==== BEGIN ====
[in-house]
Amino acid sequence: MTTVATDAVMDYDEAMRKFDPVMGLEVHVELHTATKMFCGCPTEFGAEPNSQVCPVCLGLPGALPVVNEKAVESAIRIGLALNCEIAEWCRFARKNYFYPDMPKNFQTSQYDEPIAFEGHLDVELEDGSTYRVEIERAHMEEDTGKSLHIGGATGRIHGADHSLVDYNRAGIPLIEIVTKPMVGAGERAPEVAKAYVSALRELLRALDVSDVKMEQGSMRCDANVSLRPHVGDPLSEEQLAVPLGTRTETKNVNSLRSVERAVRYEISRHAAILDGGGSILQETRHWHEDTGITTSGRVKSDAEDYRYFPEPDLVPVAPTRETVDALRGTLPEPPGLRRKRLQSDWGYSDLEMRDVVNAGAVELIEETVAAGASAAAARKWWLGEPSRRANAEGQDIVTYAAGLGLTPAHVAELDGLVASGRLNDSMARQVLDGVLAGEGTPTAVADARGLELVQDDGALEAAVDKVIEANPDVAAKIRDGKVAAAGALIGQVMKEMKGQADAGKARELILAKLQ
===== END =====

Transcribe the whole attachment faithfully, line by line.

[in-house]
Amino acid sequence: MTTVATDAVMDYDEAMRKFDPVMGLEVHVELHTATKMFCGCPTEFGAEPNSQVCPVCLGLPGALPVVNEKAVESAIRIGLALNCEIAEWCRFARKNYFYPDMPKNFQTSQYDEPIAFEGHLDVELEDGSTYRVEIERAHMEEDTGKSLHIGGATGRIHGADHSLVDYNRAGIPLIEIVTKPMVGAGERAPEVAKAYVSALRELLRALDVSDVKMEQGSMRCDANVSLRPHVGDPLSEEQLAVPLGTRTETKNVNSLRSVERAVRYEISRHAAILDGGGSILQETRHWHEDTGITTSGRVKSDAEDYRYFPEPDLVPVAPTRETVDALRGTLPEPPGLRRKRLQSDWGYSDLEMRDVVNAGAVELIEETVAAGASAAAARKWWLGEPSRRANAEGQDIVTYAAGLGLTPAHVAELDGLVASGRLNDSMARQVLDGVLAGEGTPTAVADARGLELVQDDGALEAAVDKVIEANPDVAAKIRDGKVAAAGALIGQVMKEMKGQADAGKARELILAKLQ